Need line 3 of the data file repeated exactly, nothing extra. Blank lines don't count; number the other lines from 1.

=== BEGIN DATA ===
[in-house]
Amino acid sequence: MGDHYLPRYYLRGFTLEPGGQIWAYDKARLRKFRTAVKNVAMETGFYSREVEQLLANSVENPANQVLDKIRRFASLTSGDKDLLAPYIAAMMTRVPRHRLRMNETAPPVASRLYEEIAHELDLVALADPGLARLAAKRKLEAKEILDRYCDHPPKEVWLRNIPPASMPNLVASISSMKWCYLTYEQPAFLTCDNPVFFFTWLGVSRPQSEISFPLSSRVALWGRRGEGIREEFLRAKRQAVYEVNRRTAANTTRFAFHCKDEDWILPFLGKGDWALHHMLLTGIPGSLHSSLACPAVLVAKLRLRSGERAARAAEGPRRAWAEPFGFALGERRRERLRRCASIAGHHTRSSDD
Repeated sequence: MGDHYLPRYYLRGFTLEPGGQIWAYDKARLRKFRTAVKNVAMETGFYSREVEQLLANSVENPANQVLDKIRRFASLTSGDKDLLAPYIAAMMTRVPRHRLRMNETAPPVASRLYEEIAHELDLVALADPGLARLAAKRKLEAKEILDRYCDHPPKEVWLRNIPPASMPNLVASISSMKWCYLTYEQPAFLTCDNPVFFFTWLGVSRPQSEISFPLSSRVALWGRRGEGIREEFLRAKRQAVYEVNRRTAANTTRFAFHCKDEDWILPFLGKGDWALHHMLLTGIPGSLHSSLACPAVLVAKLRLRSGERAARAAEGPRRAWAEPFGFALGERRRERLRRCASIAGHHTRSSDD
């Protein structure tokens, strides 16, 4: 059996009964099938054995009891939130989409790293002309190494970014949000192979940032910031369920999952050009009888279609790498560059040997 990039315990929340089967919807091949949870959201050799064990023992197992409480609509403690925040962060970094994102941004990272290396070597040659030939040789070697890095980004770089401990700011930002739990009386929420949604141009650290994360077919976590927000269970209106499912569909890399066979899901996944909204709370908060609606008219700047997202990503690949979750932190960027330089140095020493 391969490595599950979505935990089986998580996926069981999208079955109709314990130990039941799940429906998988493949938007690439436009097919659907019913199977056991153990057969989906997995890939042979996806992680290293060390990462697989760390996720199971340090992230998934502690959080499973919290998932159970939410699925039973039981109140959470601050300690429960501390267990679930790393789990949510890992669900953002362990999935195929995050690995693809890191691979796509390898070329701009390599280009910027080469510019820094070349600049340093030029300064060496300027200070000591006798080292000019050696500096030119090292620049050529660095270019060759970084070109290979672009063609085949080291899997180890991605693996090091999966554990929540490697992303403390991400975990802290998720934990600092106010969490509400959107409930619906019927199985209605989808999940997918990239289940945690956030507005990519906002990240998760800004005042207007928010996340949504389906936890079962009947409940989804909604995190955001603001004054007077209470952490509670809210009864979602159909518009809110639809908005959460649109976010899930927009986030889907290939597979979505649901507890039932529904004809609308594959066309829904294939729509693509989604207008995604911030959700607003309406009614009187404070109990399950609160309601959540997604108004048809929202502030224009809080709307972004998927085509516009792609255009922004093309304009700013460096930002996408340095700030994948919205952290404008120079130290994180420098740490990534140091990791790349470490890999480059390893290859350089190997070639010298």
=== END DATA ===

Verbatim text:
Repeated sequence: MGDHYLPRYYLRGFTLEPGGQIWAYDKARLRKFRTAVKNVAMETGFYSREVEQLLANSVENPANQVLDKIRRFASLTSGDKDLLAPYIAAMMTRVPRHRLRMNETAPPVASRLYEEIAHELDLVALADPGLARLAAKRKLEAKEILDRYCDHPPKEVWLRNIPPASMPNLVASISSMKWCYLTYEQPAFLTCDNPVFFFTWLGVSRPQSEISFPLSSRVALWGRRGEGIREEFLRAKRQAVYEVNRRTAANTTRFAFHCKDEDWILPFLGKGDWALHHMLLTGIPGSLHSSLACPAVLVAKLRLRSGERAARAAEGPRRAWAEPFGFALGERRRERLRRCASIAGHHTRSSDD